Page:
NAQS automate operations to boost service delivery to strengthen participation of micro, small, medium-scale players in agro-export

The Nigeria Agricultural Quarantine Service (NAQS) has disclosed plans to launch its automation regime during first quarter of 2023.

Vincent Isegbe, director general of NAQS disclosed this at the 4th Comptroller general’s Summit and Management Retreat in Abuja.

According to the DG, automated process will equip the Agency to respond efficiently to the need of Nigerians, while providing evidence-led insight into service delivery, service users, and export/import traffic.

“In line with the Management’s vision to enhance the technological fluency of NAQS, we have provisioned the Agency to be fully automated. The software has been developed and deployed and some designated officers from all NAQS stations have been trained to understand how it works.

“In the first quarter of 2023, the automation regime will be launched. And NAQS will switch to the cutting-edge tools that its counterpart bodies in advanced countries use for inspection and certification.

“Officers are advised to note that the automated system will mark the end of the manual era and the beginning of a digital era. As soon as it comes onstream, certain underhanded practices will cease. There will no longer be room for shortchanging the government in receipting,” he said.

Speaking further, Isigbe noted that the Agency is obliged to lead the country’s quest to grow and develop its non-oil export sectors.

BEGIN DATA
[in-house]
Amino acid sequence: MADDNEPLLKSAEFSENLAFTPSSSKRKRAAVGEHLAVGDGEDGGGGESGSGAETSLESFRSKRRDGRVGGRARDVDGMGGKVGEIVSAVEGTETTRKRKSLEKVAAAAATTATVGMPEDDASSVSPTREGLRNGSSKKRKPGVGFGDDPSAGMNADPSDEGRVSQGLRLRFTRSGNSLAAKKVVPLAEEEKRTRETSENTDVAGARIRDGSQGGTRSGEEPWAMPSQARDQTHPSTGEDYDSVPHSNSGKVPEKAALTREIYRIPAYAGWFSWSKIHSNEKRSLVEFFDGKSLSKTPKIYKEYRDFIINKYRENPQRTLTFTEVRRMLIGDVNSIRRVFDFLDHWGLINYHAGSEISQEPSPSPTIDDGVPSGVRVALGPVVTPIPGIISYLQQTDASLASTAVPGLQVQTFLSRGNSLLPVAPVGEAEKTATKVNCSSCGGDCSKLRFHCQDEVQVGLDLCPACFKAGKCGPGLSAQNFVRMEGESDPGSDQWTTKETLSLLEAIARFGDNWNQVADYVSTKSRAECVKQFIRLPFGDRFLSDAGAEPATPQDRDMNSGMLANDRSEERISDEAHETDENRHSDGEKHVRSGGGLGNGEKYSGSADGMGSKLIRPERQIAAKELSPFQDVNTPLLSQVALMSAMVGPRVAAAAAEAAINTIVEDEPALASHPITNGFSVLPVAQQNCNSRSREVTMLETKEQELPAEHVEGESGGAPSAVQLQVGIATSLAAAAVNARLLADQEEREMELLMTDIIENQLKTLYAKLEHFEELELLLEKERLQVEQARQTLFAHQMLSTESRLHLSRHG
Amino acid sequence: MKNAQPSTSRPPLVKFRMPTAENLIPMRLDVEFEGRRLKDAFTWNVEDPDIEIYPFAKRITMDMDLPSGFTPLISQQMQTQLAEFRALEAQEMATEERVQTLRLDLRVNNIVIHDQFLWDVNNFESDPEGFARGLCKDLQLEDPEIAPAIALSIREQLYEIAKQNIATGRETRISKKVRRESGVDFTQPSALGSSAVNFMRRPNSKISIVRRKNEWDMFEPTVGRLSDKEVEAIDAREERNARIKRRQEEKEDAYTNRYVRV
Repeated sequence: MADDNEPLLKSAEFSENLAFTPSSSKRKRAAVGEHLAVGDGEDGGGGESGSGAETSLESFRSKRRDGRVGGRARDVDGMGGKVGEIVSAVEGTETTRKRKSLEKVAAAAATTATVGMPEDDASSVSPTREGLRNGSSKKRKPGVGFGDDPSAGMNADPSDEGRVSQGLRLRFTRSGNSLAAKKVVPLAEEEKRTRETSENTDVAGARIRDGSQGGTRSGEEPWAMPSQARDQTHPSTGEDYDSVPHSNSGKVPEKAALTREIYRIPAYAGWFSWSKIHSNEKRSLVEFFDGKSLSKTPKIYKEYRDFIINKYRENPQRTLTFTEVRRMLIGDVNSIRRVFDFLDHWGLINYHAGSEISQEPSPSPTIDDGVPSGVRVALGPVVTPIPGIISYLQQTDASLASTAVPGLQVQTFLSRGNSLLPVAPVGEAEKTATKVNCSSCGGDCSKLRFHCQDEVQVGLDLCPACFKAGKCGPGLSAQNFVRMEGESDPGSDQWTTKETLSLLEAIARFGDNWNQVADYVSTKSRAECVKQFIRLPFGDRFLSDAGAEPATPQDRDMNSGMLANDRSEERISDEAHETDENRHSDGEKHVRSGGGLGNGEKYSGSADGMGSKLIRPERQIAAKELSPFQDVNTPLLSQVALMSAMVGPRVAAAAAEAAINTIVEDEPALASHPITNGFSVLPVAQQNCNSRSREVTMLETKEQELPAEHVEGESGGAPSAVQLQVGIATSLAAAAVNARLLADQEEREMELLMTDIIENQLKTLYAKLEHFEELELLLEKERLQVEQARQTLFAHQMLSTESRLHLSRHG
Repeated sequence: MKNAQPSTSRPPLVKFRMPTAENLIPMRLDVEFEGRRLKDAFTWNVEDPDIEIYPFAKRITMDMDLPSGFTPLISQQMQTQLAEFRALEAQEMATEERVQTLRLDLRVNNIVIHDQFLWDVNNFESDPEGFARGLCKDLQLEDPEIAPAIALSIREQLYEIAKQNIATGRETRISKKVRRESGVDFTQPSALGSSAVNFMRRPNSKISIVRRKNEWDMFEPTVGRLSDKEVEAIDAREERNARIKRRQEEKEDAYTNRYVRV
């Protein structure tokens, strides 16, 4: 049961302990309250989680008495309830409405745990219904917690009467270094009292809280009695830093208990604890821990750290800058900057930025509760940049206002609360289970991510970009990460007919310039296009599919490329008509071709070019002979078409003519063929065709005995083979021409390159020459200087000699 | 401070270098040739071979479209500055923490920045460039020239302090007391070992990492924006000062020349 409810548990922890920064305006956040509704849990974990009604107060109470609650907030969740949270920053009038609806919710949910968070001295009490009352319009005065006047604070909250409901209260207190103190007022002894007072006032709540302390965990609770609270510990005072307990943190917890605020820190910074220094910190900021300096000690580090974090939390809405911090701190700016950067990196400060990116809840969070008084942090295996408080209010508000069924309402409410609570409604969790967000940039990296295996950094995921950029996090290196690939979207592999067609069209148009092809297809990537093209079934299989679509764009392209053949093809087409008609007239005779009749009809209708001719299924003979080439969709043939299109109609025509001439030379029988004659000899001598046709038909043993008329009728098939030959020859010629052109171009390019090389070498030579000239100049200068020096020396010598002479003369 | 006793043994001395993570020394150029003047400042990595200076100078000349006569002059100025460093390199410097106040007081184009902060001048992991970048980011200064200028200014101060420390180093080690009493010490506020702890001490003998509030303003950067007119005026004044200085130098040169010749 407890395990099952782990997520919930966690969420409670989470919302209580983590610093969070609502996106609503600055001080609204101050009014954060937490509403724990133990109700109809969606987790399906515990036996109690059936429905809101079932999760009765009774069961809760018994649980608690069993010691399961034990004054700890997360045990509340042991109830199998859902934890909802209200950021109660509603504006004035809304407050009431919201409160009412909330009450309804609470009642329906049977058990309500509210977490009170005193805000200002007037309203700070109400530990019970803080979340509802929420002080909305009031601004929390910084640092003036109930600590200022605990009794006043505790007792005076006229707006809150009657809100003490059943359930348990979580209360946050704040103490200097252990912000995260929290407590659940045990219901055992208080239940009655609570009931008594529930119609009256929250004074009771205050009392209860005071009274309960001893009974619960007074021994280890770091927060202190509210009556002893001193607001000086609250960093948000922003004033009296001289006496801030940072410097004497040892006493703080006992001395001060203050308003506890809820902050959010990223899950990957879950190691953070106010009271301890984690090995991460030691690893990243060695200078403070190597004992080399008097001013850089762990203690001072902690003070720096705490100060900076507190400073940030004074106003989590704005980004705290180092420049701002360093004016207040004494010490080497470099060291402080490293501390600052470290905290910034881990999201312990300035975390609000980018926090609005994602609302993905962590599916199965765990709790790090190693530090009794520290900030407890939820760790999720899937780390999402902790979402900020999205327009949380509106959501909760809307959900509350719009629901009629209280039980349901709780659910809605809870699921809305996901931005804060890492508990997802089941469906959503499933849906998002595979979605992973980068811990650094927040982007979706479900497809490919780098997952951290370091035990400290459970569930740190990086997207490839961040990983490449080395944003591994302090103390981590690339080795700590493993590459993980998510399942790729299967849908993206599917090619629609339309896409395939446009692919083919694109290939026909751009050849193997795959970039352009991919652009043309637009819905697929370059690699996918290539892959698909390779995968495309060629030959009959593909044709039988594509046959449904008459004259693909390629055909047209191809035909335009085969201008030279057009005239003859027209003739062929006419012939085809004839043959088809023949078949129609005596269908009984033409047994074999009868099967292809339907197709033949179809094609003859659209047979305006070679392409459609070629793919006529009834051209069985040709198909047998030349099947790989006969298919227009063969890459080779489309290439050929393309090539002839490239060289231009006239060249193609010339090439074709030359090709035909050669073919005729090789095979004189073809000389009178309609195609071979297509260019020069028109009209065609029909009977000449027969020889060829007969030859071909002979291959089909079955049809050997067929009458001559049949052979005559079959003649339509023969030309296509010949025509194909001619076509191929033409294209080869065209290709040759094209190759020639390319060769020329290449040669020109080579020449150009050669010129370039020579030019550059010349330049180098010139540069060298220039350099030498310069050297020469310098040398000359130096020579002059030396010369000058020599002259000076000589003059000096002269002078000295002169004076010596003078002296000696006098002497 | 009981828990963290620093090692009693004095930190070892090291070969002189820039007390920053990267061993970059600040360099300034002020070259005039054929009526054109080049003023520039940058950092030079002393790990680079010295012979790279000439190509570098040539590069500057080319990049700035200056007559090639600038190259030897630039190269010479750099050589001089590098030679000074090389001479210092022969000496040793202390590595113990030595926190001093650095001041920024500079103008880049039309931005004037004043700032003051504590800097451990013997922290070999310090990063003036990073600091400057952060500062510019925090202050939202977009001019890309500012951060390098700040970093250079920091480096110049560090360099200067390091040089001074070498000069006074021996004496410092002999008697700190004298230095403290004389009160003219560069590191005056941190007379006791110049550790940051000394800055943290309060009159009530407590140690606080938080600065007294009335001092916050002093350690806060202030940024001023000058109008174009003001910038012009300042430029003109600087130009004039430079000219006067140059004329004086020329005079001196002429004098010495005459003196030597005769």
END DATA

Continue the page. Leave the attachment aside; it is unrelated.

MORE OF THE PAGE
He explained that the Agency, in effort to democratize the participation of micro, small and medium-scale players in agro-export activities has launched the Export Improvement Initiative and Export Certification Value Chains.

“The diligence of many Nigerian farmers are not yielding desired returns as they remained confined to the low returns of the local market.

“In the farms and elsewhere, our people work hard. However, the majority of them based in rural and peri-urban areas are confined to the low returns of the local market.

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“Many of them are unaware of their right to access the ECOWAS and African Continental Free Trade Area markets. They know little or nothing about export standards. They don’t view themselves as qualified to export because they presume that it can only be attempted by the rich.

“We are working to overcome this challenge of ’the last mile’ by targeting grassroots farmers, offtakers and processors,” he said.

In her remark, Chioma Chudi-Anaukwu, assistant director, Standard Organisation of Nigeria, said that the organisation has set standards for various agriculyural produce, aimed at deepening regulatory activities.

“We are trying to make sure that all hands are on deck to ensure seamless trade across borders, especially our local produce which has been a problem for a while, due to rejection.

“So we are trying to find a way out, working with relevant stakeholders and the regulatory agencies. As an organisation, we have set standards for our local production.

“So it’s a matter of regulatory agencies, stakeholders embracing these standards. As member of the ISO, our standards as a nation aligns with the international standards. All we need now is for everyone involved in the entire value chain to embrace and act in accordance to the standards.

“Also, we are seeing cases where countries are bringing technical barriers to trade, so we are working to know the requirement of each country so that our exports meet their requirements,” she said.

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